LOOKING DOWN AT the ladder of the avalanche chute, it appeared the wood rungs hadn’t been maintained since I last faced this obstacle eight years ago.
My son’s long legs stretched over the broken rungs, but for my daughter and me, those big gaps were going to take extra caution.
Fortunately, the metal side ropes and climbing rope looked to be in good condition. I’d like not to think about anyone falling from this mountain.
According to Penny Wagner, the public information officer for Olympic National Park, “Between 25 percent and 50 percent of Wilderness Information Center staff time is spent conducting backcountry patrols and performing project work in Olympic National Wilderness.”
She added, “This gives staff the opportunity to keep abreast of current park conditions.”
However, that little nuisance of danger to life and limb was almost entirely forgotten as we immersed ourselves in the backcountry experience.
Something unique happens when the trail narrows down to a little over a foot in width and edges along rocky mountainsides.
It’s nothing new, perhaps even trite, to say the pressures and cares of this digital age fade away. But it’s true.
We saw the huckleberries turn from red to blue as we gained elevations, saw the avalanche lilies in their brief bloom and saw the fir trees that could be 20 years old that had grown to be only 7 feet tall.
We saw mountain goat herds, the kids frolicking and napping in the snow.
I wondered why the park has such a vendetta against creatures that are truly a joy to behold.
They are to the High Divide what bears are to Enchanted Valley: a common, enjoyable sight.
My husband and children brought skinny brook trout up from the dazzling waters of the Seven Lakes Basin.
Perhaps the most intriguing were the people we encountered.
It wasn’t just our family that became more relaxed, but the whole community of folks spending time in the backcountry behaved the way I imagine the epitome of human society would be.
The unhurried ranger who joined us for a cup of coffee at our campsite beside the Quinault River on the way to Enchanted Valley shared her experiences on the trail and fairly ignored it when I said I brought my dogs on the Pyramid Peak trail.
Cash and credit cards hold no value out in the wilderness so many encounters run on trade — taking each others’ pictures for example.
Just below Bogachiel Peak, we swapped photo-taking with a pair of women who were trail running.
They live here in Clallam County and parked their car at the Sol Duc Falls trailhead.
They then ran from there up into Sol Duc Park to Heart Lake and back to their car in one day.
O’Neal was another trail runner, but he was from New Jersey.
He hiked into Olympus Guard Station by the Hoh River, spent the night and fairly ran up to the lateral moraine of the Blue Glacier and back to Olympus to spend another night and hike out nine miles to the parking lot the next day.
I thought I was doing good just walking up there and these trail runners all appeared my age or older. Simply amazing.
We met Cole, who lives in Seattle and works in the SoDo district.
He was celebrating his 27th birthday with a solo trip to Olympic National Park.
A park employee had told him that there was a pretty waterfall up the Hoh River trail, but failed to assess his inexperience with the backcountry. We met him around 6 p.m. at Olympus Guard Station.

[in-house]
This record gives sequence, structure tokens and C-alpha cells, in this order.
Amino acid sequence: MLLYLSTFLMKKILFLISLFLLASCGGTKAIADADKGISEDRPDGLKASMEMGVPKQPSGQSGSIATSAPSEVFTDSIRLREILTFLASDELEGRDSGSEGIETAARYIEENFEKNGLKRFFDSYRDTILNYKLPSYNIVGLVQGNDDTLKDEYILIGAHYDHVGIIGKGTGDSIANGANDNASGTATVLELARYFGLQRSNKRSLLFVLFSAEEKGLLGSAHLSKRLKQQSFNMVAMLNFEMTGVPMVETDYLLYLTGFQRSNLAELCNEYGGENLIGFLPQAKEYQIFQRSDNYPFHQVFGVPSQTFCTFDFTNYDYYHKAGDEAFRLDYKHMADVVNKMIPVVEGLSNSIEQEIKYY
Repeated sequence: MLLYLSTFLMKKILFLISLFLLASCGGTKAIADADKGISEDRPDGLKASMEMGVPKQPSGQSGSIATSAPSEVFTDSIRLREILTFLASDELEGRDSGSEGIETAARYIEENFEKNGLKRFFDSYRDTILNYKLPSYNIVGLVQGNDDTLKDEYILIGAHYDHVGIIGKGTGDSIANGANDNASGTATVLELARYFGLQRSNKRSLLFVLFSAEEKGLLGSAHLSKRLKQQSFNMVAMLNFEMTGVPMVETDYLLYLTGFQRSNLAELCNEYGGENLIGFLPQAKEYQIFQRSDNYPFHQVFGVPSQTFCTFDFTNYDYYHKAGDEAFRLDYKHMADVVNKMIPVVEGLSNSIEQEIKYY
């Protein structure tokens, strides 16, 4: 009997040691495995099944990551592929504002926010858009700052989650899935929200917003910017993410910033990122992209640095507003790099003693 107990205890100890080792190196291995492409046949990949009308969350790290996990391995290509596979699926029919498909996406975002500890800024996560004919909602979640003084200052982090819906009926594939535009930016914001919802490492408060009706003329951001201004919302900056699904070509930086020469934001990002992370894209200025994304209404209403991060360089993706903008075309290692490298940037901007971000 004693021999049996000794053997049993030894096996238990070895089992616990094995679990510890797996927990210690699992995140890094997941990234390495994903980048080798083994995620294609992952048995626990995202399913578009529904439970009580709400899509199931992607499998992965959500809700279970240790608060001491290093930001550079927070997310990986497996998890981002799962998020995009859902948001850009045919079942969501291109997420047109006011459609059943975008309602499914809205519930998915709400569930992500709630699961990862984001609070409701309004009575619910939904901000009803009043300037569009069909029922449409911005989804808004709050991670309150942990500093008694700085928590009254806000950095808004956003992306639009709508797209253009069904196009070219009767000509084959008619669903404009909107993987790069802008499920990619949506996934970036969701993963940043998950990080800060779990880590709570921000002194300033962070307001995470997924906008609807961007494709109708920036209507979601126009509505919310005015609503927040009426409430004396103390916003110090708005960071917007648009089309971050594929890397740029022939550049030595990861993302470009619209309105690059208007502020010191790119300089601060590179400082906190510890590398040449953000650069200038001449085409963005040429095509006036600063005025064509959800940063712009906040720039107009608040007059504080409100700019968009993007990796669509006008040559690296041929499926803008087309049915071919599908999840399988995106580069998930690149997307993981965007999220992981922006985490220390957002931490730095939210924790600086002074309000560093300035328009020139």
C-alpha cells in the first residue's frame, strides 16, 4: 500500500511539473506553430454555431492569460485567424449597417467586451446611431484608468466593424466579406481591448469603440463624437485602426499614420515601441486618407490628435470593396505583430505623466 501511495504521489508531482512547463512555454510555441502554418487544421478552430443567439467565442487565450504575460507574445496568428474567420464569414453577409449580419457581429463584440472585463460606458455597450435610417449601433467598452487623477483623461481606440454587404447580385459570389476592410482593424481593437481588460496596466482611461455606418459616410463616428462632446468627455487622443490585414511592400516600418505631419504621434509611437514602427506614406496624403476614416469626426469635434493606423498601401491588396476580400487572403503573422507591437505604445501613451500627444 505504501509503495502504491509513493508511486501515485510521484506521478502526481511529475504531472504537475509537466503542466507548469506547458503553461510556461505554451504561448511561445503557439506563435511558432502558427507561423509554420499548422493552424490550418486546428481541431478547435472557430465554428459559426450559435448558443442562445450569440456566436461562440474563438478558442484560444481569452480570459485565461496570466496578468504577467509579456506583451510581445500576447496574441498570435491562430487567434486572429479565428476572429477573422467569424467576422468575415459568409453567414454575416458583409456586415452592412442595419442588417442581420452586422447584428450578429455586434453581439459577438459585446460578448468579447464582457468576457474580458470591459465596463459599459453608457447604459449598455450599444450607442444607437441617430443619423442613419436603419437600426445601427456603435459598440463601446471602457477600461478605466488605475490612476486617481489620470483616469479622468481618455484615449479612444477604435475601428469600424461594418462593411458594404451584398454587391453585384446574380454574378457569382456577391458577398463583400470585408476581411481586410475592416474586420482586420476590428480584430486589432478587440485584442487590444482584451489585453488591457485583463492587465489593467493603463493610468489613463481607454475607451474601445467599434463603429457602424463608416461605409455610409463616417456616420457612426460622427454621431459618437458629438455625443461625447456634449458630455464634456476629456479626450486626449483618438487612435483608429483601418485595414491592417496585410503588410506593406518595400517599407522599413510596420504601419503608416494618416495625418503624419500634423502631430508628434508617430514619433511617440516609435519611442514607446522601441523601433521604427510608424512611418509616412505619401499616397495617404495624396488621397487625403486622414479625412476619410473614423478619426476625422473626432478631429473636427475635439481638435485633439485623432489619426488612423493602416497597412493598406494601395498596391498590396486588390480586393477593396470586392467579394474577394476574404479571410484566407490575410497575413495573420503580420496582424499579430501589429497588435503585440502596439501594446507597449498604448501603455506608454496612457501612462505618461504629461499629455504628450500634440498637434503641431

There was no way he was going to make the 9-mile return trip to his car before dark.
My son and I filtered him some fresh water, my daughter retrieved a headlamp from our packs and my husband attempted to settle him in the emergency shelter.
At around dark, we found out a park employee happened by, and on hearing of Cole’s situation, let him in to stay the night in the locked building of the station.
There Cole was able to have a sleeping bag and even build a fire in the little woodstove.
The next day, he was off to rent a kayak at Lake Crescent.
On the shore of Lake Ozette at Erickson’s Bay, we played an odd game of catch with a partially full bottle of water.
When a grandpa and granddaughter pulled up in their kayaks, we absorbed them into the game as well.
The little one was chilly as the sun fell low in the sky and the evening breeze picked up. I sent her off with my hoodie to keep warm on the return paddle.
Walking to the privy by Deer Lake, I walked by a dad, his brother and his son.
We joked about his single can of “Trail Beer” and me trying to take their creme brulee.
I thought he was joking about the fancy dessert, but when I got home I discovered you certainly can get dehydrated creme brulee.
Then there was Pete, perhaps the most determined hiker of all.
He was visiting from Minneapolis and hiking with his buddies up to the Blue Glacier, but his boots “blew out” two miles into the 30-plus mile trek.
He managed another 10 miles in flip-flops and we met him on the rocks above Glacier Meadows wearing his buddy’s wader boots and still smiling, making wisecracks.
Later that evening as I was soaking my own blisters in Martin Creek, Pete came by to clean up. My son took off his boots and had them waiting for Pete to try on when he came by.
They fit and Pete was able to hike out in more comfort than he had experienced in days.
My son wore his other pair of boots that I had given him a hard time about bringing when we were packing at home.
If I could abandon life as we know it and live anywhere, I would want to live in the Olympics with the kind and helpful people who roam wild there.
Zorina Barker has lived on the West End for most of her life. She is married to a Forks native who works in the timber industry. Both of her kids have been home-schooled in the wilds of the SolDuc Valley.
She can be reached at 360-461-7928 or firstname.lastname@example.org.
West End Neighbor appears in the PDN every other Tuesday. Her next column will be Sept. 4.